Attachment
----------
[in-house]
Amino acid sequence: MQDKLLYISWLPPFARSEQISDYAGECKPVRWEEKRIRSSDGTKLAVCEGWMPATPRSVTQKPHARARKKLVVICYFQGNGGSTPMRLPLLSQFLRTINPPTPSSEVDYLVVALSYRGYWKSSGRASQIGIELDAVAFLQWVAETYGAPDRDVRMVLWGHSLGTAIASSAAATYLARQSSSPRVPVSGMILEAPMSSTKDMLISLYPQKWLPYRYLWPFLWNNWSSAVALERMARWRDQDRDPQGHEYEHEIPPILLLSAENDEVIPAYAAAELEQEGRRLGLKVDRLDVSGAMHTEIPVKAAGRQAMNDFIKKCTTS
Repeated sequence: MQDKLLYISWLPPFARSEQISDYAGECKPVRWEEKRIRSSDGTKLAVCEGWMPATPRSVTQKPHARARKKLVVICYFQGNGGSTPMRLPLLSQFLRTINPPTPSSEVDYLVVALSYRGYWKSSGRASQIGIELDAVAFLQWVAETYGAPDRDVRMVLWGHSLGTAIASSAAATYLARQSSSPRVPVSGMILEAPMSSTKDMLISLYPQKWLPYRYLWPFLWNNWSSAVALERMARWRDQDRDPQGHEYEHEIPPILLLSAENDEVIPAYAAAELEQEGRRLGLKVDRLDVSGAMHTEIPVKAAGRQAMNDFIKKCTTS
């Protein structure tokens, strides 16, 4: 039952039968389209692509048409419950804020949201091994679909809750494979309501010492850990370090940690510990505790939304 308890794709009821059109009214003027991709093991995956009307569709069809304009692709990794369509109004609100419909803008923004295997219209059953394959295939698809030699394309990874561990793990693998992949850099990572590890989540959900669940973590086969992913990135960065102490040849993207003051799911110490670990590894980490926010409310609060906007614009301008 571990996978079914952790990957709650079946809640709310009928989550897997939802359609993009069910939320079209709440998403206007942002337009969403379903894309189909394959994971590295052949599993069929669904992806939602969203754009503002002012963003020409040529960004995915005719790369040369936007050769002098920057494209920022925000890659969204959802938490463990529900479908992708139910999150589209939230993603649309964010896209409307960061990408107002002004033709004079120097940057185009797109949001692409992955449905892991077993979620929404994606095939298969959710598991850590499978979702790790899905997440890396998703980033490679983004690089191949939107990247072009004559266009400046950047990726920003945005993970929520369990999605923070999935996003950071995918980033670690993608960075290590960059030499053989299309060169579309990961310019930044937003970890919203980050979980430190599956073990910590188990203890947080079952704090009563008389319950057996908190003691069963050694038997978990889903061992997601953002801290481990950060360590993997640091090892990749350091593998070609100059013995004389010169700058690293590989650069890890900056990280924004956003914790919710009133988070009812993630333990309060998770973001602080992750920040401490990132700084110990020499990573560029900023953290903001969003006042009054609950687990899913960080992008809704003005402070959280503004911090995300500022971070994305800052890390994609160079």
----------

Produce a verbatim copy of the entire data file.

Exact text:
[in-house]
Amino acid sequence: MQDKLLYISWLPPFARSEQISDYAGECKPVRWEEKRIRSSDGTKLAVCEGWMPATPRSVTQKPHARARKKLVVICYFQGNGGSTPMRLPLLSQFLRTINPPTPSSEVDYLVVALSYRGYWKSSGRASQIGIELDAVAFLQWVAETYGAPDRDVRMVLWGHSLGTAIASSAAATYLARQSSSPRVPVSGMILEAPMSSTKDMLISLYPQKWLPYRYLWPFLWNNWSSAVALERMARWRDQDRDPQGHEYEHEIPPILLLSAENDEVIPAYAAAELEQEGRRLGLKVDRLDVSGAMHTEIPVKAAGRQAMNDFIKKCTTS
Repeated sequence: MQDKLLYISWLPPFARSEQISDYAGECKPVRWEEKRIRSSDGTKLAVCEGWMPATPRSVTQKPHARARKKLVVICYFQGNGGSTPMRLPLLSQFLRTINPPTPSSEVDYLVVALSYRGYWKSSGRASQIGIELDAVAFLQWVAETYGAPDRDVRMVLWGHSLGTAIASSAAATYLARQSSSPRVPVSGMILEAPMSSTKDMLISLYPQKWLPYRYLWPFLWNNWSSAVALERMARWRDQDRDPQGHEYEHEIPPILLLSAENDEVIPAYAAAELEQEGRRLGLKVDRLDVSGAMHTEIPVKAAGRQAMNDFIKKCTTS
């Protein structure tokens, strides 16, 4: 039952039968389209692509048409419950804020949201091994679909809750494979309501010492850990370090940690510990505790939304 308890794709009821059109009214003027991709093991995956009307569709069809304009692709990794369509109004609100419909803008923004295997219209059953394959295939698809030699394309990874561990793990693998992949850099990572590890989540959900669940973590086969992913990135960065102490040849993207003051799911110490670990590894980490926010409310609060906007614009301008 571990996978079914952790990957709650079946809640709310009928989550897997939802359609993009069910939320079209709440998403206007942002337009969403379903894309189909394959994971590295052949599993069929669904992806939602969203754009503002002012963003020409040529960004995915005719790369040369936007050769002098920057494209920022925000890659969204959802938490463990529900479908992708139910999150589209939230993603649309964010896209409307960061990408107002002004033709004079120097940057185009797109949001692409992955449905892991077993979620929404994606095939298969959710598991850590499978979702790790899905997440890396998703980033490679983004690089191949939107990247072009004559266009400046950047990726920003945005993970929520369990999605923070999935996003950071995918980033670690993608960075290590960059030499053989299309060169579309990961310019930044937003970890919203980050979980430190599956073990910590188990203890947080079952704090009563008389319950057996908190003691069963050694038997978990889903061992997601953002801290481990950060360590993997640091090892990749350091593998070609100059013995004389010169700058690293590989650069890890900056990280924004956003914790919710009133988070009812993630333990309060998770973001602080992750920040401490990132700084110990020499990573560029900023953290903001969003006042009054609950687990899913960080992008809704003005402070959280503004911090995300500022971070994305800052890390994609160079």